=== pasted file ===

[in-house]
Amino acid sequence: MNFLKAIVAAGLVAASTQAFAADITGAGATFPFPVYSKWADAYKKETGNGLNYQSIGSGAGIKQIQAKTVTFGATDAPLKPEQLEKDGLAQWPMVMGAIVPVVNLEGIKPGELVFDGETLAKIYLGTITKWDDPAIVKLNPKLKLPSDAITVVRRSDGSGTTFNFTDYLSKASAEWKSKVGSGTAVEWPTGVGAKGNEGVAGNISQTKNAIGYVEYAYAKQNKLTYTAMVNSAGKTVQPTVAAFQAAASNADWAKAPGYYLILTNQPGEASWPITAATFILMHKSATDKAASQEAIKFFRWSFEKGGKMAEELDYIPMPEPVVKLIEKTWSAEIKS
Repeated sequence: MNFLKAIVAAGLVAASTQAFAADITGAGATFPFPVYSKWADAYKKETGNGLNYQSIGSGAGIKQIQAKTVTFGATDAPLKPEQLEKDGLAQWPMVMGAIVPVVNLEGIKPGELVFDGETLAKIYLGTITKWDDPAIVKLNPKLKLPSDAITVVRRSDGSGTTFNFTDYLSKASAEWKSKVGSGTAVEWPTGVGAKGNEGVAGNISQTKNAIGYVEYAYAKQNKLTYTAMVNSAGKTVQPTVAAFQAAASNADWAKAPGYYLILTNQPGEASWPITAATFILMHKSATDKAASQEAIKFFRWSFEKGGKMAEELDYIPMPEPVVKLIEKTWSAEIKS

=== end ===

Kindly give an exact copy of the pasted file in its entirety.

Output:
[in-house]
Amino acid sequence: MNFLKAIVAAGLVAASTQAFAADITGAGATFPFPVYSKWADAYKKETGNGLNYQSIGSGAGIKQIQAKTVTFGATDAPLKPEQLEKDGLAQWPMVMGAIVPVVNLEGIKPGELVFDGETLAKIYLGTITKWDDPAIVKLNPKLKLPSDAITVVRRSDGSGTTFNFTDYLSKASAEWKSKVGSGTAVEWPTGVGAKGNEGVAGNISQTKNAIGYVEYAYAKQNKLTYTAMVNSAGKTVQPTVAAFQAAASNADWAKAPGYYLILTNQPGEASWPITAATFILMHKSATDKAASQEAIKFFRWSFEKGGKMAEELDYIPMPEPVVKLIEKTWSAEIKS
Repeated sequence: MNFLKAIVAAGLVAASTQAFAADITGAGATFPFPVYSKWADAYKKETGNGLNYQSIGSGAGIKQIQAKTVTFGATDAPLKPEQLEKDGLAQWPMVMGAIVPVVNLEGIKPGELVFDGETLAKIYLGTITKWDDPAIVKLNPKLKLPSDAITVVRRSDGSGTTFNFTDYLSKASAEWKSKVGSGTAVEWPTGVGAKGNEGVAGNISQTKNAIGYVEYAYAKQNKLTYTAMVNSAGKTVQPTVAAFQAAASNADWAKAPGYYLILTNQPGEASWPITAATFILMHKSATDKAASQEAIKFFRWSFEKGGKMAEELDYIPMPEPVVKLIEKTWSAEIKS